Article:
On October 6, 2014, this Court found in favor of the Plaintiff, reversed the ALJ's decision, and remanded the matter to the Commissioner of Social Security for further proceedings. Thus, it is undisputed that the Plaintiff is the prevailing party in the current matter. See Hackett v. Barnett, 475 F.3d 1166, 1168 (10th Cir. 2007) (a claimant is the prevailing party when the district court remands to the Commissioner of Social Security under 42 U.S.C. § 405(g)).
Defendant does not argue that her position was substantially justified in this case; accordingly, the Defendant has not met her burden in this regard. The Court must conclude, then, that the Defendant's position was not substantially justified. Moreover, no party argues and the Court finds no special circumstances making an award of fees and costs unjust in this case. See 28 U.S.C. § 2412(d)(1)(A). Therefore, the Plaintiff is entitled to an award of attorney's fees and costs under the EAJA, but the Court agrees with Defendant that Plaintiff's requested fee award should be reduced.
To determine a reasonable fee request, the Court must first calculate the "lodestar amount." Robinson v. City of Edmond, 160 F.3d 1275, 1281 (10th Cir. 1998). The lodestar amount is the "number of hours reasonably expended on the litigation multiplied by a reasonable hourly rate." Hensley v. Eckerhart, 461 U.S. 424, 433 (1983).
First, the Court finds the requested hourly rate of $191.09 is reasonable. The majority of Plaintiff's counsel's work occurred in July 2014 at which time the Plaintiff filed her opening brief. Thus, considering the cost of living increase - calculated pursuant to the Consumer Price Index for urban wage earners in the western region - in or about July 2014, the base hourly rate of $125 is properly adjusted to $191.09. The Defendant does not challenge this requested rate.
Rather, the Defendant challenges the number of hours Plaintiff contends was expended - a total of 51.50 hours - in the litigation of this case. For the following reasons, the Court agrees. First, the Court finds excessive the hours of work expended by a seasoned, experienced attorney for this uncomplicated, single-plaintiff case. According to her affidavit, Ms. Noel has more than 27 years' experience in litigating social security cases.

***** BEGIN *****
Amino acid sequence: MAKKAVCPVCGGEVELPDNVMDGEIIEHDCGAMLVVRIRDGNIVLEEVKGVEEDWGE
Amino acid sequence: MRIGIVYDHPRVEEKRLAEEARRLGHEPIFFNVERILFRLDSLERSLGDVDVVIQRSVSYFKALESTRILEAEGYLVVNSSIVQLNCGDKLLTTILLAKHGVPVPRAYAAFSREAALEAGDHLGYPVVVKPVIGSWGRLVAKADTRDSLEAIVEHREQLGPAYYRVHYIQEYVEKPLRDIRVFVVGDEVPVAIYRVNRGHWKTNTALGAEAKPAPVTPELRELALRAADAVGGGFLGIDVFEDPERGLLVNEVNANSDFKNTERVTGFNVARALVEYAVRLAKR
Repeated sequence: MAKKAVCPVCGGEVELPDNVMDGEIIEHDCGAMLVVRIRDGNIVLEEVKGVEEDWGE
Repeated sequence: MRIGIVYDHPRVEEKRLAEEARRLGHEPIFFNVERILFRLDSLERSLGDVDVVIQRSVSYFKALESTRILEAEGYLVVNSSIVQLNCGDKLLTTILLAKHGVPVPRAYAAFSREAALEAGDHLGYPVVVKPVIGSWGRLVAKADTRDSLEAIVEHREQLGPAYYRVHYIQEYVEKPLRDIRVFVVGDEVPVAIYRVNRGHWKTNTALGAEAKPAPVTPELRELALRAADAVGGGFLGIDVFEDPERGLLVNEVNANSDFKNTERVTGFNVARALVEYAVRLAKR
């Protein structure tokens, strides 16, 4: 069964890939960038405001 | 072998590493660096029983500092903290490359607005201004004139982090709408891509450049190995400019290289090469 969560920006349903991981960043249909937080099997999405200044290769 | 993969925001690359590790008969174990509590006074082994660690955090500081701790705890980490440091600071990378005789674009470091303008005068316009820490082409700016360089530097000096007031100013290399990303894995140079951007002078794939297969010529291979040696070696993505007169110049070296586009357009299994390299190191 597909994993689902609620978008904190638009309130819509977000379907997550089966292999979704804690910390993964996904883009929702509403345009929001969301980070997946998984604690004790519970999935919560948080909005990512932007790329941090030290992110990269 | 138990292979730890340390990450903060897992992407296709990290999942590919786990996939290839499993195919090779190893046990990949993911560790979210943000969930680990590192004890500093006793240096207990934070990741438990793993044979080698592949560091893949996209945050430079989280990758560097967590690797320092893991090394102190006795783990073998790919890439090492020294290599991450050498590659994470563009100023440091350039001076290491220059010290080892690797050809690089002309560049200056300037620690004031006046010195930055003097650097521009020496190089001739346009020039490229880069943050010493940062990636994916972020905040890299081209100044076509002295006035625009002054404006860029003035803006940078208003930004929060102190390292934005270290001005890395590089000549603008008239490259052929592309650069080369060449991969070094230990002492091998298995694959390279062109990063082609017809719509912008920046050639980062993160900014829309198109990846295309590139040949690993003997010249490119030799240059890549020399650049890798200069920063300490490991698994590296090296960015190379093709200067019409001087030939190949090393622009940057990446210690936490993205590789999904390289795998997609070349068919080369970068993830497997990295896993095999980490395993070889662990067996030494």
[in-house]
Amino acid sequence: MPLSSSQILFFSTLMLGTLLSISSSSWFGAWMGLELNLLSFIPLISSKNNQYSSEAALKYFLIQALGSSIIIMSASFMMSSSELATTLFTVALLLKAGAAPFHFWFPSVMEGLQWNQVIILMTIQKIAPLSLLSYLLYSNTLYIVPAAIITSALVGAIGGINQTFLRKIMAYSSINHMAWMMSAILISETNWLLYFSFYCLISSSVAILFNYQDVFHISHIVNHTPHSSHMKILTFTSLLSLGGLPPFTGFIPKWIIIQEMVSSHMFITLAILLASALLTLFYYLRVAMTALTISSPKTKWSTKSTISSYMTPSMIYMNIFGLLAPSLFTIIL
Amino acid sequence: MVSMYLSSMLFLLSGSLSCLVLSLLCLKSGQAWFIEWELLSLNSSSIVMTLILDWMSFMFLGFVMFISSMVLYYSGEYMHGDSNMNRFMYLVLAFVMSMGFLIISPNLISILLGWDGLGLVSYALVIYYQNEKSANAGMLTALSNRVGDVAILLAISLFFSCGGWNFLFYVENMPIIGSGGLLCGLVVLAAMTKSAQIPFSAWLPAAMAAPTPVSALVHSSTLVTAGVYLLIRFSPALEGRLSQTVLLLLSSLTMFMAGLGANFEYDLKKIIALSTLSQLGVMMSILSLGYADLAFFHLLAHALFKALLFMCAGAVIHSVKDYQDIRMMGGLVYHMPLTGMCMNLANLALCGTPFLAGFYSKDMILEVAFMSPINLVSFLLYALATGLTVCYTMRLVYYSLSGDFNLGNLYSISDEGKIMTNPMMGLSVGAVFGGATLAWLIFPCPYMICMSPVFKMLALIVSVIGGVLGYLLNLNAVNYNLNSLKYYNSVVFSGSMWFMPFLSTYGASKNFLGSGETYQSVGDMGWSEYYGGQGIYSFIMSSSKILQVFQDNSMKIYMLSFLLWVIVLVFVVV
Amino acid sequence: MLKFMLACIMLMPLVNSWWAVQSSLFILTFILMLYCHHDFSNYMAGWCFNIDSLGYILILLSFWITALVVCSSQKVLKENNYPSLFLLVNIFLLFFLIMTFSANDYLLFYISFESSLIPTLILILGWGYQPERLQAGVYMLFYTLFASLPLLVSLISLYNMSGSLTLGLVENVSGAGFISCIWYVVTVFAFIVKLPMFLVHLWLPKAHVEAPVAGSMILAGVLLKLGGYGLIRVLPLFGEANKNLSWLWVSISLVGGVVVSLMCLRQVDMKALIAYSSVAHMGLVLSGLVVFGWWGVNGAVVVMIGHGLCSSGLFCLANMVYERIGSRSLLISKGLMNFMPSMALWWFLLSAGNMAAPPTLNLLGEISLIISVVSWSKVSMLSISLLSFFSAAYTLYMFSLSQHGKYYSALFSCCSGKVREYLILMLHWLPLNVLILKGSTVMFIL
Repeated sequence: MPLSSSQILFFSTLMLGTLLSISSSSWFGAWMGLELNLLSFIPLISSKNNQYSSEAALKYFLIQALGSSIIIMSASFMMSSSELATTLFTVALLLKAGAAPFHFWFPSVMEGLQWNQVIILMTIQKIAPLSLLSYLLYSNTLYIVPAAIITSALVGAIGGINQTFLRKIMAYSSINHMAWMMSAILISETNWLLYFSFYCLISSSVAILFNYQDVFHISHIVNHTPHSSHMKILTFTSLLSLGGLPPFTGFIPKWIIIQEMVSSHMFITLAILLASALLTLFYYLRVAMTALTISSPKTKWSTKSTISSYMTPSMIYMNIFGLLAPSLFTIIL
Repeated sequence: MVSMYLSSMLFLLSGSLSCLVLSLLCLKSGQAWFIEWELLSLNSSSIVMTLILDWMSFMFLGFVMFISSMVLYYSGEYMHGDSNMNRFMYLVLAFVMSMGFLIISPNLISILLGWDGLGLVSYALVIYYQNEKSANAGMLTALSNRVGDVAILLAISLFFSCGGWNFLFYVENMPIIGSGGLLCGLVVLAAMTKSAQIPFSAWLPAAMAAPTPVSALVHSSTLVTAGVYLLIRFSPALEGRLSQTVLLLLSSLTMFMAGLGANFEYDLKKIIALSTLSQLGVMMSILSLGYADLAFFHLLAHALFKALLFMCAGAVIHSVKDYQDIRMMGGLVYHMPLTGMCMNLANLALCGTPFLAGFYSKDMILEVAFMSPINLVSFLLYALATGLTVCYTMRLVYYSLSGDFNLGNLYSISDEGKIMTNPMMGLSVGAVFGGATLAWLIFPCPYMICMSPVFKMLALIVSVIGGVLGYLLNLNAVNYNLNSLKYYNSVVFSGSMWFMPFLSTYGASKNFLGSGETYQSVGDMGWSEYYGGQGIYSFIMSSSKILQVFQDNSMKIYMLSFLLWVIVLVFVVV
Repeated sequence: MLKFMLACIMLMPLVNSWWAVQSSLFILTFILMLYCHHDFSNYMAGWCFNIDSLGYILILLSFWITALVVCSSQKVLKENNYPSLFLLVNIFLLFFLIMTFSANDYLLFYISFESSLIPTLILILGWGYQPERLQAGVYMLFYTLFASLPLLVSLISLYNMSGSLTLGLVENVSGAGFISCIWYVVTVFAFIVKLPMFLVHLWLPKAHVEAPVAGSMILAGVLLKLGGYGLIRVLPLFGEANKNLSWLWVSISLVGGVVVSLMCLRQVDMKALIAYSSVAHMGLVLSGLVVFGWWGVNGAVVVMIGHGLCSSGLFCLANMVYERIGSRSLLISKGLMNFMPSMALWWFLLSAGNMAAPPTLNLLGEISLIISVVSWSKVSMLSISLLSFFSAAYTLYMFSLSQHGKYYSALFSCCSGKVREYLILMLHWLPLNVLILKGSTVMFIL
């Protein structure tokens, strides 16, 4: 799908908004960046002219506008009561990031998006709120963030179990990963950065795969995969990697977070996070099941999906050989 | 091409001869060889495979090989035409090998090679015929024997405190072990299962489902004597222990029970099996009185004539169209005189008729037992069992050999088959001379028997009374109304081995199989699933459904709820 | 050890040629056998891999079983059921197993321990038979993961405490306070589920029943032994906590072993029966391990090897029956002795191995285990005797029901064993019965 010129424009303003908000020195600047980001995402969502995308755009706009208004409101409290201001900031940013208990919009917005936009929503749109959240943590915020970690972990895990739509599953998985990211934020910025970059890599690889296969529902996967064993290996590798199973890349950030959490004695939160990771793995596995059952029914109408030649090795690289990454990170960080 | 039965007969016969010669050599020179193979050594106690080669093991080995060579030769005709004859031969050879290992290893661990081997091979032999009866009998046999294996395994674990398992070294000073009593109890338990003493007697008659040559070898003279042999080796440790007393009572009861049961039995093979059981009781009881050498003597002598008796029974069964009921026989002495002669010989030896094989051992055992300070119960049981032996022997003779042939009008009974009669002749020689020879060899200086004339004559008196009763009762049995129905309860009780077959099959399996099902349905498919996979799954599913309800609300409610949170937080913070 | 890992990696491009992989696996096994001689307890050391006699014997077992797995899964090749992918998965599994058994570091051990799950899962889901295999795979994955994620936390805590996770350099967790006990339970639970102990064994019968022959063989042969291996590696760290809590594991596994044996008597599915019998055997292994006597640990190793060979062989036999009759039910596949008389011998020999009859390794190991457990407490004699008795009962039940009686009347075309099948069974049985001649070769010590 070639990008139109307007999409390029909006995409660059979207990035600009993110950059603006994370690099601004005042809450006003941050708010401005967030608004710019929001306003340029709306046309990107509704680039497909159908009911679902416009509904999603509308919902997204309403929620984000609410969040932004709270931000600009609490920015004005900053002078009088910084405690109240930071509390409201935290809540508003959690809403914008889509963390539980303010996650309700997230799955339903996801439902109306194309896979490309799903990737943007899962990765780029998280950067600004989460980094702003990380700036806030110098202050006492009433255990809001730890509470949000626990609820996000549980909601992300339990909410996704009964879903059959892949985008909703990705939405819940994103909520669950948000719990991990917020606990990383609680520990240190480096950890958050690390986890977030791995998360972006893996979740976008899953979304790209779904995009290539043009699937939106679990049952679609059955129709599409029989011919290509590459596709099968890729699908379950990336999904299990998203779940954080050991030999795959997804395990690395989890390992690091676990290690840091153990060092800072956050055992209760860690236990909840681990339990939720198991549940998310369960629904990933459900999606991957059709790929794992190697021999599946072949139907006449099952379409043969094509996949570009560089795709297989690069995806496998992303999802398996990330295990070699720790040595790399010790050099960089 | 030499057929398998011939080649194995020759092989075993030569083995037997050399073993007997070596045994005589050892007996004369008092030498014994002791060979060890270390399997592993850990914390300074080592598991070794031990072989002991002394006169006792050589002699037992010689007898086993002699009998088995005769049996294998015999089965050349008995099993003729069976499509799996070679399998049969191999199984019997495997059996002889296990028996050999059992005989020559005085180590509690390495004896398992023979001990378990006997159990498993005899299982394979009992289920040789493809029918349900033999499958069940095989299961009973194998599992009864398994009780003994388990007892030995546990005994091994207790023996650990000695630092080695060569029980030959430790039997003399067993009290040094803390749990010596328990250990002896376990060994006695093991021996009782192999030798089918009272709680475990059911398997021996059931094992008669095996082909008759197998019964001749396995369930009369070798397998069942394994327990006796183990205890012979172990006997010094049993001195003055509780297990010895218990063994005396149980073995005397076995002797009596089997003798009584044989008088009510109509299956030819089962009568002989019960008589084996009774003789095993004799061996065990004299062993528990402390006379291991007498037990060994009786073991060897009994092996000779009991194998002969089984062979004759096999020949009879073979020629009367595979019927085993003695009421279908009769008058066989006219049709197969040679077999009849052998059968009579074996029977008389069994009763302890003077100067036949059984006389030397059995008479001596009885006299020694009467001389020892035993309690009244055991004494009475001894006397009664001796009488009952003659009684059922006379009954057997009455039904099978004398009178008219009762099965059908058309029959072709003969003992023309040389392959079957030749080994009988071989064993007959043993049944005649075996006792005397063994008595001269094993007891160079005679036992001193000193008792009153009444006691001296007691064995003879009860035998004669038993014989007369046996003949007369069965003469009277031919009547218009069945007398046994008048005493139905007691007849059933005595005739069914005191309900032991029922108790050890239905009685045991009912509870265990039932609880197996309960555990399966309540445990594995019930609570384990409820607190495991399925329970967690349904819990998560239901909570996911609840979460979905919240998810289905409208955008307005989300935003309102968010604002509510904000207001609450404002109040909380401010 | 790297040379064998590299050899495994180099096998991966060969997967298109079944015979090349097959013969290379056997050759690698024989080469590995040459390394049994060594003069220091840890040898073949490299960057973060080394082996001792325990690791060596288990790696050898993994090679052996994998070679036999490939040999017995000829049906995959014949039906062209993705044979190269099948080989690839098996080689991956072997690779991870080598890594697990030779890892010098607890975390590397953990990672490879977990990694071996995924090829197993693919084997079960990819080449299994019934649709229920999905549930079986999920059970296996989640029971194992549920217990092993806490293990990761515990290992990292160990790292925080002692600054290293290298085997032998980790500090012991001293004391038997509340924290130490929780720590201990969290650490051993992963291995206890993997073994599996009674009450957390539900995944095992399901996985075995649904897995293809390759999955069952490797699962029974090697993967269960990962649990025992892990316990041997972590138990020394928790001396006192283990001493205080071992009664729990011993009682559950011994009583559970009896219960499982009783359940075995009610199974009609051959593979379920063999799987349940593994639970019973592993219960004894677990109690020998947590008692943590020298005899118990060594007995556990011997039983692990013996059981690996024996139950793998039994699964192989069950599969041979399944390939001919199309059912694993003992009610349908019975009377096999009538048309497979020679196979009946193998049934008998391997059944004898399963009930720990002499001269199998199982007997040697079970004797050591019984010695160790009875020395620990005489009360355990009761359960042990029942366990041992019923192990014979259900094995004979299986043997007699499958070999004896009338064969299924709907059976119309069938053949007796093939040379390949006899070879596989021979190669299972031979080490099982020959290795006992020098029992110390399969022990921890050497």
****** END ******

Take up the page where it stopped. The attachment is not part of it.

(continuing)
Second, the Court agrees that the scope of this case does not support Plaintiff's requested hours; a 590-page record is neither large nor excessive for the claims raised in this case. Third, the Court agrees that Plaintiff improperly requests recovery for hours expended on clerical tasks, such as filing documents and transcription. Accordingly, the Court finds that four hours is reasonable for initial review of the case and drafting the form complaint for the time period February 13, 2014 - May 20, 2014, and the Court will reduce Plaintiff's attorney's work on July 11, 2014 by one hour.
Fourth, the Court disagrees with Defendant that Plaintiff should not be compensated for her attorney's work on the motion for early remand. Judge Kane ruled on the merits of the motion, rather than found any procedural errors and, thus, the Court finds the hours expended on the motion to be compensable.
Finally, the Court finds that a request for "projected" hours, as set forth here for work on the present motion, is speculative and non-compensable; Plaintiff did not provide a statement listing the actual time her attorney spent working on the motion and/or reply brief. See 28 U.S.C. § 2412(d)(1)(B) (requires "an itemized statement from any attorney... stating the actual time expended and the rate at which fees and other expenses were computed") ...